Seijun Suzuki's 1980 action-drama takes cues from early 20th-century Japanese culture and combines them with the action-flick sensibilities that were ubiquitous in 80's Hollywood. Named after a violin piece which features prominently in the film, Zigeunerweisen plays like a carefully-curated orchestra combining an off-the-wall narrative with vivid colors and a keen eye for well-arranged setting.
"I've been crazy all my life." This is a film largely about labeto. Excellent use of food. Much better acting than some of his other films; The absurdity is more contained and less built into the style of the telling. Parts were utterly hilarious. The score --Wait, was that an eye-lick?! What a charming necrophiliac. Eating on screen is the best! ...I could see how some people might find this offensive...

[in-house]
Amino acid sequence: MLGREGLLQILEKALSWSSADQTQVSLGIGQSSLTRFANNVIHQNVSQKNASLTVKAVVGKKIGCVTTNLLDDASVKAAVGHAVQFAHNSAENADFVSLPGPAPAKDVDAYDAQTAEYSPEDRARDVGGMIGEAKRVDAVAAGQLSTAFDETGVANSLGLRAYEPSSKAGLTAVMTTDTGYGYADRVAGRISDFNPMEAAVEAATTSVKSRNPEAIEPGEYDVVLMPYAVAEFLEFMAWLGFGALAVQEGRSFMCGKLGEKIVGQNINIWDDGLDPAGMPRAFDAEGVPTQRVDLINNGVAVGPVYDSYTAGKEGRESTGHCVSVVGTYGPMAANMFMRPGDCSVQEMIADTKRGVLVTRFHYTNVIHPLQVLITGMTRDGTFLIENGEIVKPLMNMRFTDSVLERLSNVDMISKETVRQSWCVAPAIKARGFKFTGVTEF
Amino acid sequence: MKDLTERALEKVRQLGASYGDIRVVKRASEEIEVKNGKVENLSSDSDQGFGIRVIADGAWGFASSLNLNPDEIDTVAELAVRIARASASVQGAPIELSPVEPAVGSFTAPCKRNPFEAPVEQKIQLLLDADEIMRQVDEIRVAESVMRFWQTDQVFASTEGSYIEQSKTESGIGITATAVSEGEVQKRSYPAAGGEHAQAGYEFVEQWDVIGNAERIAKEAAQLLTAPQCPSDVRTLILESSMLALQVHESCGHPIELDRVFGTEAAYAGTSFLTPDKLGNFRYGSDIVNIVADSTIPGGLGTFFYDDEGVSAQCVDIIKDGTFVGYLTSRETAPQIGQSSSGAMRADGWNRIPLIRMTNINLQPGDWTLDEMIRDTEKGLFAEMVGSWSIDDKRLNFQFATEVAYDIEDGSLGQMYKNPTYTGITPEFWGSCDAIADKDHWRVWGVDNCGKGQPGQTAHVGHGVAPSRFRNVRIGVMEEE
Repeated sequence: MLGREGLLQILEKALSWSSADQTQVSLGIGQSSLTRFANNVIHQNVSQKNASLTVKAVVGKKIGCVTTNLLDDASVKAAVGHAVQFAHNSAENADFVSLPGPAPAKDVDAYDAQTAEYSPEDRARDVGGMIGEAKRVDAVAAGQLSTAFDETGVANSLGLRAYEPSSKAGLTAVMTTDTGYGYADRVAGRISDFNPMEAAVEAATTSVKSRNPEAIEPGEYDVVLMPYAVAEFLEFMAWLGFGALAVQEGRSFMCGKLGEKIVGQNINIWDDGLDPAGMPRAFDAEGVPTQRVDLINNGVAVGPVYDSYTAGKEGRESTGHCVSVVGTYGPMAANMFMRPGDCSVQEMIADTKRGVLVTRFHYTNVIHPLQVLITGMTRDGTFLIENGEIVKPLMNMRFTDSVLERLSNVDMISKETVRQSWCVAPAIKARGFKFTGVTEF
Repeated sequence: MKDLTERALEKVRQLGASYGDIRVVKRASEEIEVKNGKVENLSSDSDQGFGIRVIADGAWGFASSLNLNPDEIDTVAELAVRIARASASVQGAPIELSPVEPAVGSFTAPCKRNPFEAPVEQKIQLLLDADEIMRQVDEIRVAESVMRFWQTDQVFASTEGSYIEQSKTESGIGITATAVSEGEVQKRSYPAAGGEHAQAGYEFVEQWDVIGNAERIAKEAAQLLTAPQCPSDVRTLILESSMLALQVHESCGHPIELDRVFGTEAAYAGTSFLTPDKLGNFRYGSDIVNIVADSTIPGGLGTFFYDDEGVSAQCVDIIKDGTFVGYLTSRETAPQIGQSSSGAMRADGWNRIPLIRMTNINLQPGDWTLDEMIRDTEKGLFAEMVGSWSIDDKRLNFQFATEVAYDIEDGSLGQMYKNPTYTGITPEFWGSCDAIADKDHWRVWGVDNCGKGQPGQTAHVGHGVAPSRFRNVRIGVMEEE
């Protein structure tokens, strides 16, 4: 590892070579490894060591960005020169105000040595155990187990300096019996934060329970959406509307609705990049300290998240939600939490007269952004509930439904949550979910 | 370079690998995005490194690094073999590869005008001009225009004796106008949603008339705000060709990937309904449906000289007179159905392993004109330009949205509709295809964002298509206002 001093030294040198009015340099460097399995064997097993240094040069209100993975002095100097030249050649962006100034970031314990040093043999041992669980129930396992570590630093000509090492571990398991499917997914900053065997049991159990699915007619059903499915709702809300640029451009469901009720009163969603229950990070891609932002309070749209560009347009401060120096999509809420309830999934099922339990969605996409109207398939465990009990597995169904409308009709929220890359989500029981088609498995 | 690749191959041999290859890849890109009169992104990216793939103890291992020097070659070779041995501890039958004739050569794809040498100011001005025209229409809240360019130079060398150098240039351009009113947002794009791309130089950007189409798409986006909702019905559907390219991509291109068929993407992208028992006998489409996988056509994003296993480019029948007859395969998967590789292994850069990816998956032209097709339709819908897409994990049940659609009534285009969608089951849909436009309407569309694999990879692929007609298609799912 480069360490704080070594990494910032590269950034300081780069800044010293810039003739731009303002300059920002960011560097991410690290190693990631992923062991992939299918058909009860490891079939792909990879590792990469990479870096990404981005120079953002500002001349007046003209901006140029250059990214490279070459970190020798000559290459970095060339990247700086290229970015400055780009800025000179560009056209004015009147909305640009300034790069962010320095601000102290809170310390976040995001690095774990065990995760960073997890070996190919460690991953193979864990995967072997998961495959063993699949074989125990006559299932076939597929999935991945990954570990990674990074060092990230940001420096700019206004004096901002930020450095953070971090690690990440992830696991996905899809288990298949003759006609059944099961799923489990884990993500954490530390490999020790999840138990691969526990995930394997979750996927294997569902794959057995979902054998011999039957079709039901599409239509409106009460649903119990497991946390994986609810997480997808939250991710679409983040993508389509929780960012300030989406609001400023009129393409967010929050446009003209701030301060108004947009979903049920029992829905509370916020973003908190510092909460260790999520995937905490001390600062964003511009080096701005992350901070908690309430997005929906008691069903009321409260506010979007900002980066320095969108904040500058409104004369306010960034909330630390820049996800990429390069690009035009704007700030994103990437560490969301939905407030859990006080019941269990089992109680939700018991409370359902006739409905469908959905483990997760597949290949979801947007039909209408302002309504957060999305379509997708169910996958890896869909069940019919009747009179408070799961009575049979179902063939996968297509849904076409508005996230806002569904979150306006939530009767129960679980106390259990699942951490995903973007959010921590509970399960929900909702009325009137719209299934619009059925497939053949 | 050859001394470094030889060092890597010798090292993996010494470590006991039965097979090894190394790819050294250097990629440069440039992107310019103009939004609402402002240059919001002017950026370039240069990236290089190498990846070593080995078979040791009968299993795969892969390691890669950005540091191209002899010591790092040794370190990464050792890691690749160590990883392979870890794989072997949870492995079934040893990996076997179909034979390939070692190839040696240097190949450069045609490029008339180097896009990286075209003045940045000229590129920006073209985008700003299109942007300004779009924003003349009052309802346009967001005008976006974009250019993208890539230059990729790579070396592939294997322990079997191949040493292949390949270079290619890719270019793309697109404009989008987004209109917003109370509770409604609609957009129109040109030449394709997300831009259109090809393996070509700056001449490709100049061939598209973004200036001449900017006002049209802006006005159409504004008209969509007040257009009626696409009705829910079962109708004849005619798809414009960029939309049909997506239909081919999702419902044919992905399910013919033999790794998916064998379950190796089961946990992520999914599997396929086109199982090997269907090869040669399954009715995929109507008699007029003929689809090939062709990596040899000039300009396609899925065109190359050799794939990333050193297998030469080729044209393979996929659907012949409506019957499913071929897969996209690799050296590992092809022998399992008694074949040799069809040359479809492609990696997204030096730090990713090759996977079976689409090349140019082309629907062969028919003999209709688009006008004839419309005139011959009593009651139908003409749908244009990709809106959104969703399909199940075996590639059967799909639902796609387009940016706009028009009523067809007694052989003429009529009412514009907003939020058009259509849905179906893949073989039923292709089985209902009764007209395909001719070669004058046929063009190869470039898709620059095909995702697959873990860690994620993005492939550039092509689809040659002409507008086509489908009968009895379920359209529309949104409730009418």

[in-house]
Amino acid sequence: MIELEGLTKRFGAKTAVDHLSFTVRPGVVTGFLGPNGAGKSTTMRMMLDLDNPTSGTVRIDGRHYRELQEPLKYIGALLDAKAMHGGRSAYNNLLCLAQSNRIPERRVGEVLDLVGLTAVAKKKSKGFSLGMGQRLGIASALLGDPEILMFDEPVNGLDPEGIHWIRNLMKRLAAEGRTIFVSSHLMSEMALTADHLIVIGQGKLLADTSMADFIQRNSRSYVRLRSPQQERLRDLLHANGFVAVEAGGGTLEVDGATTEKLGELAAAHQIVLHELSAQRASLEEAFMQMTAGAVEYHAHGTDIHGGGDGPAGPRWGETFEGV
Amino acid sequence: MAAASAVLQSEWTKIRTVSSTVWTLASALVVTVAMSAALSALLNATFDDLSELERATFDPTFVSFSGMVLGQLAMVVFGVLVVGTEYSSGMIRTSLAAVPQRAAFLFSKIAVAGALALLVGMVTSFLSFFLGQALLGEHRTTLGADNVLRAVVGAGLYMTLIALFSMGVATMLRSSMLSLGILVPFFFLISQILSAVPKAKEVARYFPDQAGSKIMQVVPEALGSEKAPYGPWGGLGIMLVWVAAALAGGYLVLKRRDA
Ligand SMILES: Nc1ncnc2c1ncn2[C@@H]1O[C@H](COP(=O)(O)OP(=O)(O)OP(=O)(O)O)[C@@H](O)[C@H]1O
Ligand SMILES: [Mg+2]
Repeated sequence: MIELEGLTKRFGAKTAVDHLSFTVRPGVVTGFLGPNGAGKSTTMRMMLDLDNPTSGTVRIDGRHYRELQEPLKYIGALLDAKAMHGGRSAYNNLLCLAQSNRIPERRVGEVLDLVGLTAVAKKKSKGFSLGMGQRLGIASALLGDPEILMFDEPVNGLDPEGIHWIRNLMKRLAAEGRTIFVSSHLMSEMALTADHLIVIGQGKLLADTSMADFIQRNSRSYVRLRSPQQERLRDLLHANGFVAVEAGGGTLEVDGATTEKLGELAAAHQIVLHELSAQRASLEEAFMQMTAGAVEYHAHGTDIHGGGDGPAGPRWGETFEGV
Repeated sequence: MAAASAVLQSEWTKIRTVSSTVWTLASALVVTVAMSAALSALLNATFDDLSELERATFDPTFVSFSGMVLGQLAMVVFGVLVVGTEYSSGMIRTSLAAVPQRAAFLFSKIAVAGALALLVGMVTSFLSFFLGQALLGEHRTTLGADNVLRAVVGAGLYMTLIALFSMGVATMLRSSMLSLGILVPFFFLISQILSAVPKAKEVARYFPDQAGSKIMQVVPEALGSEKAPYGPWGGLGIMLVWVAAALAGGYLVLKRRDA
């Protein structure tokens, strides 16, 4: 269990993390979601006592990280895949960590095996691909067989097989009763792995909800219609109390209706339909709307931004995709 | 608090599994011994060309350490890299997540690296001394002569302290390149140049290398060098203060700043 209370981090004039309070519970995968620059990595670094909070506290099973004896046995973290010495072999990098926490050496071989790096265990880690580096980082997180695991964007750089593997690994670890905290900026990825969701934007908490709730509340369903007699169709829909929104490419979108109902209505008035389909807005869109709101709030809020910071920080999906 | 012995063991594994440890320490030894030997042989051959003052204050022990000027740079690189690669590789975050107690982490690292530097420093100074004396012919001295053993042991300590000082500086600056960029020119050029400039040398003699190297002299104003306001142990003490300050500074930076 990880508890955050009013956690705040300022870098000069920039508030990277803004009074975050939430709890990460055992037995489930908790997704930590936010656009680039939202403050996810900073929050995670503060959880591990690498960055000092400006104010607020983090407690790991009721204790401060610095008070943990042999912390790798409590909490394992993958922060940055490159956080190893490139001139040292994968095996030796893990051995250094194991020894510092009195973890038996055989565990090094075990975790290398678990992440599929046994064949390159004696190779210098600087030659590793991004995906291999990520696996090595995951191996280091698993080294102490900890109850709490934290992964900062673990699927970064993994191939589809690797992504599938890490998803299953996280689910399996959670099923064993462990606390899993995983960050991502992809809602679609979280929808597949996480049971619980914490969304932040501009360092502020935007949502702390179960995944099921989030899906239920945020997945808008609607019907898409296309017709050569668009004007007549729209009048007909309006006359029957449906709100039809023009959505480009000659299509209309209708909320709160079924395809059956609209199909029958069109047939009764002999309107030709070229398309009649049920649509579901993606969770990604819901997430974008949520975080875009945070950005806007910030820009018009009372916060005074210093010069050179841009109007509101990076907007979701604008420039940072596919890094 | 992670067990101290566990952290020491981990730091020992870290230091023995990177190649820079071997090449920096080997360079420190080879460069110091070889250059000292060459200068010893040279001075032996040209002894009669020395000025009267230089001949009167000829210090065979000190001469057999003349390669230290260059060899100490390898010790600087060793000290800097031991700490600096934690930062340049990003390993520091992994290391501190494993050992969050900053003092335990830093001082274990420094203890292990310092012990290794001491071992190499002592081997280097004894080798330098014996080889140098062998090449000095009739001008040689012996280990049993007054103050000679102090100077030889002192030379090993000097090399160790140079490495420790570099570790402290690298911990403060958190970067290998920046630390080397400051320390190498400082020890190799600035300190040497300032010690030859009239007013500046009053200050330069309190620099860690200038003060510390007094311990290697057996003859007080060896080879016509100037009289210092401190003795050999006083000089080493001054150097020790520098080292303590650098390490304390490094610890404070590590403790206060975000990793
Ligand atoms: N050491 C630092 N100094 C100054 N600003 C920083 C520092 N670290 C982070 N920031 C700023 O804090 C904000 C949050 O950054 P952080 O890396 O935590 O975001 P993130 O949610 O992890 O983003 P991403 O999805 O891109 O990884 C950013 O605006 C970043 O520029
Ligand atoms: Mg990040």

I wish I understood more of the symbolism in this one! It would certainly be less bizarre if I did. Still, the hints of guro and the increasingly claustrophobic atmosphere of madness and ghosts made the film a wild ride.
A strange and enjoyable experience, but not an altogether satisfying one. It is a film that feels as if it needs either more time to showcase the dreamier moments or less time devoted to the little details that ultimately fail to enhance the main narrative.